Objective: To determine the relationship between regional variations in knee replacement (KR) utilization rates in Ontario, Canada, and the reported prevalence of arthritis and rheumatism as a chronic health problem.
Methods: Utilization data were acquired from the Canadian Institute for Health Information for KR procedures performed in Ontario between fiscal years 1984 and 1990. Census information was obtained from Statistics Canada. Disease prevalence data were derived from the 1990 Ontario Health Survey (OHS). Public Health Units (PHU) were used as the unit of analysis, with utilization rates defined as the number of KR performed on all PHU residents (irrespective of where these procedures were performed) divided by the population. Direct methods were used to standardize utilization for age, sex, and disease prevalence. The extremal quotient, the weighted coefficient of variation, and the systematic component of variation were used as measures of variation. The relationship between the number of KR performed in each age-sex-year strata and various demographic (age and sex), disease prevalence, and regional dummy variables was estimated using a Poisson regression model.
Results: Regional variation in the standardized utilization of KR surgery was wide, but declined over the study period; the extremal quotient fell from 8.0 to 3.3, the weighted coefficient of variation fell from 0.49 to 0.30, and the systematic component of variation fell from 0.20 to 0.17. Variation in the provision of KR surgery remained even after controlling for the demographic composition of the population and disease prevalence. Moreover, while demographic, regional, and temporal covariates were significant (p < 0.0001) in accounting for over 90% of the variation in utilization, disease prevalence was not significant (p > 0.05).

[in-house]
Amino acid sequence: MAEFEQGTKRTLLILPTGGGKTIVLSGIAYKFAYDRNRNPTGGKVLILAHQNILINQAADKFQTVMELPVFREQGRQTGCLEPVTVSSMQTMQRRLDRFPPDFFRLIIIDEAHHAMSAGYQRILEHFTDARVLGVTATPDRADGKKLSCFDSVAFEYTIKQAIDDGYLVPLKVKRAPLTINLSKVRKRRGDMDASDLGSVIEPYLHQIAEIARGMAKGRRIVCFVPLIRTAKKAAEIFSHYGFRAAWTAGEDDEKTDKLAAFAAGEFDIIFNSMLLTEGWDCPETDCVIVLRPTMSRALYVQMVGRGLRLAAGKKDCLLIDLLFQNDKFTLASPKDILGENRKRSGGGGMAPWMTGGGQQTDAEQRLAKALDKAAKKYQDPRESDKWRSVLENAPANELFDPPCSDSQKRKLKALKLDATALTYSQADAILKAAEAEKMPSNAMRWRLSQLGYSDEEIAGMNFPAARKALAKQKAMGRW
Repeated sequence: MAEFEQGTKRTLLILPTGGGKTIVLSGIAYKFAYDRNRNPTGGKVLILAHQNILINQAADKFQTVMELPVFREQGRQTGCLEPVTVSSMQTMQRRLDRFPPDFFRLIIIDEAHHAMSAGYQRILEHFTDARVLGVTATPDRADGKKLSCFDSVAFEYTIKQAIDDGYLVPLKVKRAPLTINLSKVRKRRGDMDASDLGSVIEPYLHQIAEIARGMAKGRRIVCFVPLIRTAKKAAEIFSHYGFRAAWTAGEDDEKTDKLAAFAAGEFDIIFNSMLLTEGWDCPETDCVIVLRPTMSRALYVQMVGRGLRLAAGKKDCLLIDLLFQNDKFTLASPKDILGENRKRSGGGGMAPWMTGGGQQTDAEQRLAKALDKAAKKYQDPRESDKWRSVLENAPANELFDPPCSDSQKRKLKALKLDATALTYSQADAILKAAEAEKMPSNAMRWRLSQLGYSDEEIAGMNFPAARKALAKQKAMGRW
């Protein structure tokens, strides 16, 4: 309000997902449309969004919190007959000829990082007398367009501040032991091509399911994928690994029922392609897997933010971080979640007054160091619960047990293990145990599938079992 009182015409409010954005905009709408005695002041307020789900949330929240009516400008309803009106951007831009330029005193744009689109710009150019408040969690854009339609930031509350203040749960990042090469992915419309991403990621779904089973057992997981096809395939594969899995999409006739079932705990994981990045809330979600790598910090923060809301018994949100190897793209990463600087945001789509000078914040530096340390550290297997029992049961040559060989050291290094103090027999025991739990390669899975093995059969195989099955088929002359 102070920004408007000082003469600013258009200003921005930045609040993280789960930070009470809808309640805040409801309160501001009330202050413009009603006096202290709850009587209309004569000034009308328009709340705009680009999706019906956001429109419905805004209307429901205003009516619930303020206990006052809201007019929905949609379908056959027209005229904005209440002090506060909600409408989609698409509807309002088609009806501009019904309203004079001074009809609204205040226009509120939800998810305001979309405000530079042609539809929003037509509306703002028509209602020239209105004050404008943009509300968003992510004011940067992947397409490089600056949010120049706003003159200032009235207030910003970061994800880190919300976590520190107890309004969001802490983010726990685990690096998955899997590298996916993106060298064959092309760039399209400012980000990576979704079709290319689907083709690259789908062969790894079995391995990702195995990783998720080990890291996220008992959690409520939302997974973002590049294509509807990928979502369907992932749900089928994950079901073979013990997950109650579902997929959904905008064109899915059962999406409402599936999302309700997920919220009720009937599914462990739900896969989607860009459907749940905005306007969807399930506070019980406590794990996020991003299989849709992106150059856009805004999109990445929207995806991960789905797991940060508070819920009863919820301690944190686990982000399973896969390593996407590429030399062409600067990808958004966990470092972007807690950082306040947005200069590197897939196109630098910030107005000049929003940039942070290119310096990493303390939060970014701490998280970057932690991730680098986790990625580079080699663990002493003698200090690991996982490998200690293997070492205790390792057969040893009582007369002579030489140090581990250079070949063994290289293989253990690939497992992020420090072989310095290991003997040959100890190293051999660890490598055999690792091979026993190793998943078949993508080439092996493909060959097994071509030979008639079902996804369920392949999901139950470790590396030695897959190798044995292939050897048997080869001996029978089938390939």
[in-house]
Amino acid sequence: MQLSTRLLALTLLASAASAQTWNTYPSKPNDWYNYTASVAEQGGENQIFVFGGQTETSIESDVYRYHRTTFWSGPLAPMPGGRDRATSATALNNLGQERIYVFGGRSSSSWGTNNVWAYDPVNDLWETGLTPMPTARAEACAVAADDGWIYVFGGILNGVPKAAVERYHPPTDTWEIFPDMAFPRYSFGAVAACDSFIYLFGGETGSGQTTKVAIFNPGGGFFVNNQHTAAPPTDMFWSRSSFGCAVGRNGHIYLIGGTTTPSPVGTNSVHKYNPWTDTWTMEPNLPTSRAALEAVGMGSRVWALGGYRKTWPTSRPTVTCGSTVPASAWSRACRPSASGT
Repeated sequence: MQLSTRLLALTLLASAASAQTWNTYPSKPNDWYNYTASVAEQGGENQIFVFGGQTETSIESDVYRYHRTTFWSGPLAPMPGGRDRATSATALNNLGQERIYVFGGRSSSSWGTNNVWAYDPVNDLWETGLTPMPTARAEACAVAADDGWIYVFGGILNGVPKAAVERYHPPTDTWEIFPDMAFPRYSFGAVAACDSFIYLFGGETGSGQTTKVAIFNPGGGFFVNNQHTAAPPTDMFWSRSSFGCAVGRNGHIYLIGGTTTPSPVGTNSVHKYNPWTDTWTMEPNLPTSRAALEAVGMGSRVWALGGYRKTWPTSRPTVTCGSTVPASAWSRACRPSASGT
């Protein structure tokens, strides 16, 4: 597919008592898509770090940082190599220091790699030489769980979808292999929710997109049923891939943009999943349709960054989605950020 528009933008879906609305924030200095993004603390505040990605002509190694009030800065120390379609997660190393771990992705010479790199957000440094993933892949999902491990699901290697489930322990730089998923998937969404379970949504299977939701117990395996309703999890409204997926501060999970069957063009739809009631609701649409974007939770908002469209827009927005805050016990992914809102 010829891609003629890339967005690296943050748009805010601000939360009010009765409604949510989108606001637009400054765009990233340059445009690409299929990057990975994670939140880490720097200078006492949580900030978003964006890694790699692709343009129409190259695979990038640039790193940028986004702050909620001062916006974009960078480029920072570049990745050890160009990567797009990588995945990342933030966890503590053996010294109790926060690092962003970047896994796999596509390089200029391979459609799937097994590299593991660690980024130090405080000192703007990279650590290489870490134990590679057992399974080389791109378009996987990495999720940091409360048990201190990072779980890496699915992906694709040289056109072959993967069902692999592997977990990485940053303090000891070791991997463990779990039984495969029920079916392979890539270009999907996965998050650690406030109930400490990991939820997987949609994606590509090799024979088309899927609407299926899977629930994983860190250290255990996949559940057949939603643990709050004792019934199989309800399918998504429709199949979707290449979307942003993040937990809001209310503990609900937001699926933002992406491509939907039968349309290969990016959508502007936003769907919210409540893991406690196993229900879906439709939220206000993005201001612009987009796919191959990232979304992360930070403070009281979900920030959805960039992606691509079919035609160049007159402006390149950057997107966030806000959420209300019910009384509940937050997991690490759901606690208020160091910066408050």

Conclusion: This study merged population based reports of disease prevalence with administrative data to account for regional variations in utilization. While regional variations in KR surgery have fallen over time, variations remain even after adjusting for patient reported disease prevalence. The finding that demographic variables and the reported prevalence of disease were poorly correlated suggests that current area variation studies may not be adjusting fully for disease prevalence or severity.